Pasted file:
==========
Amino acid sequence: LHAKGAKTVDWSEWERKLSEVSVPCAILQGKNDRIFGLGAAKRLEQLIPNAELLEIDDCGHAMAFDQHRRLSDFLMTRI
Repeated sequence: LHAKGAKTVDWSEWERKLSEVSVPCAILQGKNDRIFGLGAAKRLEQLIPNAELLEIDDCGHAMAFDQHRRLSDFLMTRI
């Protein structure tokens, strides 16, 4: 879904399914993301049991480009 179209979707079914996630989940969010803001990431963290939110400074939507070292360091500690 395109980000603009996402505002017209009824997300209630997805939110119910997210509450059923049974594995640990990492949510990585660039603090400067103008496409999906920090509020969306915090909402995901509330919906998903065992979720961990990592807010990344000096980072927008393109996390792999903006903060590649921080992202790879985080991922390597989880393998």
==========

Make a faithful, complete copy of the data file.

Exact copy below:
Amino acid sequence: LHAKGAKTVDWSEWERKLSEVSVPCAILQGKNDRIFGLGAAKRLEQLIPNAELLEIDDCGHAMAFDQHRRLSDFLMTRI
Repeated sequence: LHAKGAKTVDWSEWERKLSEVSVPCAILQGKNDRIFGLGAAKRLEQLIPNAELLEIDDCGHAMAFDQHRRLSDFLMTRI
């Protein structure tokens, strides 16, 4: 879904399914993301049991480009 179209979707079914996630989940969010803001990431963290939110400074939507070292360091500690 395109980000603009996402505002017209009824997300209630997805939110119910997210509450059923049974594995640990990492949510990585660039603090400067103008496409999906920090509020969306915090909402995901509330919906998903065992979720961990990592807010990344000096980072927008393109996390792999903006903060590649921080992202790879985080991922390597989880393998």